Grandeur: They are very big animals. delicacy and horror: They are beautiful and deadly. A hundred feet long in their world: They are the kings of the river ruling the submarine life
They are like a giant dictator ruling with a rod of iron instilling fear into other animals. They patroll the reeds, searching for unwary and slow smaller fish who do not notice their coming death until it's too late.
The jaws' hooked clamp and fangs It is about how pikes hunt. They catch their preys with their teeth. A life subdued to its instrument They are like a weapon of death or eating machines.
He and his friend put three pikes in a aquarium. Jungled in weed: A figurative jungle with unusual inhabitants for a domestic aquarium. One pike is three inches long; the other two are bit larger. These three pikes are oberved closely. The fish even turns to cannibalism to fill the his stomach. One of them eats the other two. One survivor with the other two inside him.
A similar case in the wild in which he came across two pikes. None of them spares another’s life. Corpses of mutually destructive two pikes in the wild. Both of them are dead and dry and on the surface of the water.
One jammed past its gills down the other's gullet This is an extremely disturbing and unsettling image. The great struggles of two fish locked in mortal combat. Both fighting for the same life.In the end one finally manages to kills the other. As the victor attempts to swallow his victim, he realizes that he has bitten off more than he can chew and chokes to death deprived of oxygen by the food he fought so hard to kill.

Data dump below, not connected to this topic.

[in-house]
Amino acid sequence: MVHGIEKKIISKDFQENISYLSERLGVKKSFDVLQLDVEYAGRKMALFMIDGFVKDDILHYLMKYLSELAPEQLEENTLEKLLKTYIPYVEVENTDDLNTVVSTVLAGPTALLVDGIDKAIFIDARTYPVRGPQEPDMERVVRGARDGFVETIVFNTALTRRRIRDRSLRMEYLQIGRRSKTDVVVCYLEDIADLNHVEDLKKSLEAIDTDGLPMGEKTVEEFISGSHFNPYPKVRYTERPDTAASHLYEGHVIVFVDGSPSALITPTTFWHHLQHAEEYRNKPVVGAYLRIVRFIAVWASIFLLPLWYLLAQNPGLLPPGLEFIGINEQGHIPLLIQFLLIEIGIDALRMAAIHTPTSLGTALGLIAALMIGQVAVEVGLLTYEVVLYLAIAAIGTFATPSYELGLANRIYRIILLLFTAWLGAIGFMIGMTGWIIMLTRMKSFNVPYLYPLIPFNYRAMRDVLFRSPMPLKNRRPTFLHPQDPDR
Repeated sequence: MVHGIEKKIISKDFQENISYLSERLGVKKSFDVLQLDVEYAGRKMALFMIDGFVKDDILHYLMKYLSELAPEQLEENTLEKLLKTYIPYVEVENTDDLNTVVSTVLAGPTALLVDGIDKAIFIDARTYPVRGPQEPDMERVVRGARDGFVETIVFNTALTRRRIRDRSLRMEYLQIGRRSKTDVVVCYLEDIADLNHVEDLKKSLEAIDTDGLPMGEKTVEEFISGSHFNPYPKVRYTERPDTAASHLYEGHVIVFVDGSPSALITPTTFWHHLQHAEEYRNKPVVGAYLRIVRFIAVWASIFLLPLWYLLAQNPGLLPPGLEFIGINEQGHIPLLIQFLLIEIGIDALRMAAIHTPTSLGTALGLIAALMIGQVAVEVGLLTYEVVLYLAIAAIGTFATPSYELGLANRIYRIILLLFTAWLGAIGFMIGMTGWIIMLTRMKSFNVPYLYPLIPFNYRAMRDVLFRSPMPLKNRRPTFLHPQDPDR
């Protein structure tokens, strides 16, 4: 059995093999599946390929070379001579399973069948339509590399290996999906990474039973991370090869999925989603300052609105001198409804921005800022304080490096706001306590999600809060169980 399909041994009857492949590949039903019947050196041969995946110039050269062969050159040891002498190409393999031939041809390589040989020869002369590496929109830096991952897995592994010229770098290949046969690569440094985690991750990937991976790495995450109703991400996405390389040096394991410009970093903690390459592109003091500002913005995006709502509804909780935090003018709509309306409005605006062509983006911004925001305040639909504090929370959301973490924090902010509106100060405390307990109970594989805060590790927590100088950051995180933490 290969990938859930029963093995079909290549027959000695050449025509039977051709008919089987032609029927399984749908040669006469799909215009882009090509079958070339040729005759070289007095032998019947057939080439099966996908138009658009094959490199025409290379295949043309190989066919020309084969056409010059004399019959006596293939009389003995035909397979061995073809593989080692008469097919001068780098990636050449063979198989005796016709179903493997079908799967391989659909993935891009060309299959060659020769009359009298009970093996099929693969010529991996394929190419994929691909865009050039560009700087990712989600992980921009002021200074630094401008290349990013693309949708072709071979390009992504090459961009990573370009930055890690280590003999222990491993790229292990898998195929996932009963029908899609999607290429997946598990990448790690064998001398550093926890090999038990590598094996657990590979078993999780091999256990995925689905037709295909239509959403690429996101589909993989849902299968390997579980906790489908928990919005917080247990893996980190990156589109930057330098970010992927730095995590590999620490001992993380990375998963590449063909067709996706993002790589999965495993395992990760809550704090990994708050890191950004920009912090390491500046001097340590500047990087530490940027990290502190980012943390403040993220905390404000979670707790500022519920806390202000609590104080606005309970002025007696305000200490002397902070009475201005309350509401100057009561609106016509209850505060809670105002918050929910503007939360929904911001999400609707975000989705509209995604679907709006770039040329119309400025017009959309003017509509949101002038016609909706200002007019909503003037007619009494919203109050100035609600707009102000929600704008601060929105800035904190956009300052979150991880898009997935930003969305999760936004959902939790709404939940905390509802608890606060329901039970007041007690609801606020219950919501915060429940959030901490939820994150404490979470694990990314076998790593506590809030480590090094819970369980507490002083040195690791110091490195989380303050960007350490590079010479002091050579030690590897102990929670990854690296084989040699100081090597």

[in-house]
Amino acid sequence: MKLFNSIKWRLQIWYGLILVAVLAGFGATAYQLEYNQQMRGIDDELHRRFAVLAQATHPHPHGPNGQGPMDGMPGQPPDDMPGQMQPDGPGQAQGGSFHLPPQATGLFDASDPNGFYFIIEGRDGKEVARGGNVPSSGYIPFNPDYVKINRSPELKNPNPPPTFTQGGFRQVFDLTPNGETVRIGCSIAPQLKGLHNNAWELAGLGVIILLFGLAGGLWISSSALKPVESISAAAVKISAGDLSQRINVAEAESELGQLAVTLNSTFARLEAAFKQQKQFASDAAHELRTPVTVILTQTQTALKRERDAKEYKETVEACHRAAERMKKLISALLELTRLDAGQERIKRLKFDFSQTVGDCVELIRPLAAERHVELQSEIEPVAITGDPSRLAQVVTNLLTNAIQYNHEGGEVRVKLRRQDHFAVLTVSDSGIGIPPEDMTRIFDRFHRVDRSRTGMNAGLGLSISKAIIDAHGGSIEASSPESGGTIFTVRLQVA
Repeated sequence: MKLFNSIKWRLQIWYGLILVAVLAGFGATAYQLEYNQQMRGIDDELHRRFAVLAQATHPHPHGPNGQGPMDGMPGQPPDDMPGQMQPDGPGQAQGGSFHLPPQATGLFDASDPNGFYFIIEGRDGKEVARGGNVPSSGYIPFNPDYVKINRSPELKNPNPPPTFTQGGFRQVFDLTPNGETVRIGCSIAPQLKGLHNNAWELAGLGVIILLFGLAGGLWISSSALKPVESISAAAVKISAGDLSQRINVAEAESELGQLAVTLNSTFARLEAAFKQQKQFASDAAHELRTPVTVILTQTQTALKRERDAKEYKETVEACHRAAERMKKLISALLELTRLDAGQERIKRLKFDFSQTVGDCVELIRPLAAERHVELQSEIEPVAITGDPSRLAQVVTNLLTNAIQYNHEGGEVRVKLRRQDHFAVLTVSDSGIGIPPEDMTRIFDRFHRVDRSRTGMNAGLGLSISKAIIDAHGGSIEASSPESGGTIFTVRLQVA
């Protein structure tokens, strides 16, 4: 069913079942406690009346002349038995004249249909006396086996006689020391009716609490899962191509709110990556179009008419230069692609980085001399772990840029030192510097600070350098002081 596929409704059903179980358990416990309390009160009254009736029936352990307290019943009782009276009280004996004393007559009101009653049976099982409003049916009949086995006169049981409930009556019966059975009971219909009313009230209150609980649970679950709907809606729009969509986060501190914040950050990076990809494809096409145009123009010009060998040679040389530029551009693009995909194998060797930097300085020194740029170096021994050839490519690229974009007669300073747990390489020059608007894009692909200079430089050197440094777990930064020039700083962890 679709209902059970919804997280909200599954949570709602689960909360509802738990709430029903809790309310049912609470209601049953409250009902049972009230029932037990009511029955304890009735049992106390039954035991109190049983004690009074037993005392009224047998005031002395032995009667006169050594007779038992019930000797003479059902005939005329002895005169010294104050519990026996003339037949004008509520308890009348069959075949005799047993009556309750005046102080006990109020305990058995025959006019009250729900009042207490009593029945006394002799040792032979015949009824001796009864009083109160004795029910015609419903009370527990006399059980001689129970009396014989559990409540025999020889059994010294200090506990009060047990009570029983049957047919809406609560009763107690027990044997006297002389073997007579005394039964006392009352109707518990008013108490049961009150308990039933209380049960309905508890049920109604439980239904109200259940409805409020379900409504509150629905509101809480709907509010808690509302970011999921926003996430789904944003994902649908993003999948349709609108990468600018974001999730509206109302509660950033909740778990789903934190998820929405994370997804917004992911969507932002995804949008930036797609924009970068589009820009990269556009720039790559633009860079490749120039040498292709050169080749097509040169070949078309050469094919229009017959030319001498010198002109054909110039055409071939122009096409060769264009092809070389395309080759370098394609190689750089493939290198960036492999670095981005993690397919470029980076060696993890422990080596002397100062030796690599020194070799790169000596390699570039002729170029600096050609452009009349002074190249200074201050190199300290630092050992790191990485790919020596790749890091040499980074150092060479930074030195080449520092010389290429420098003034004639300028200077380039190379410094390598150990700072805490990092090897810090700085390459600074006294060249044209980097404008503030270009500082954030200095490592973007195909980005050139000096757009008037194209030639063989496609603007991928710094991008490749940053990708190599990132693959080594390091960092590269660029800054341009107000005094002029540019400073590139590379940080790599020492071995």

The outside eye stared The eye of the outside fish has an iron stare—a fish-eyed, alien, blank, dead stare. The outer fish stares from a dead eye.
The rest of the poem describes the poets attempt to catch a particularly large and old pike. The “fifty yards across” gives an objective sense of the size of the pond; the lilies and the tench that have outlasted monastery stones contrasts the time dimension of the survival reach of the habitant of natural habitat against the medieval human institution of the monastery and its stone construction.
The still, deep pond is so old, legendary and prehistoric yet as for richness in history, it is “as deep as England”. Pike too immense to stir, so immense and old Its pike are imagined to be so big, deep and old, they disquiet the speaker, who dared not cast “past nightfall.”
But silently cast and fished There is nobody else near him. He is so alone and he is so close to such huge fish, his hair frozen as if he was in fear. For what might move, for what eye might move. He waits there as if expecting a visitation from the drowned or dream world of the ancient dead.
Pike’s final stanza is about the outer scene with the imagination of the speaker as the woods begin to float and the sound of the owls and the splashes on the pond grow frail on the ear in contrast to the dream freed from the darkness deeper than night’s darkness. This deep dark dream, says the poet, “rose slowly towards me, watching.”
Pike’s final two words, “me, watching” suggest ambiguously: I watched or sensed the presence of another consciousness as the immense, prehistoric pike rose toward me, or it may mean as the immense old pike from legendary depths corresponds to an aspect of the mind of the speaker and to his genetic past, the “me, watching” is the “I” or “eye” of the poet’s identification with his fatal heritage and survival as predator.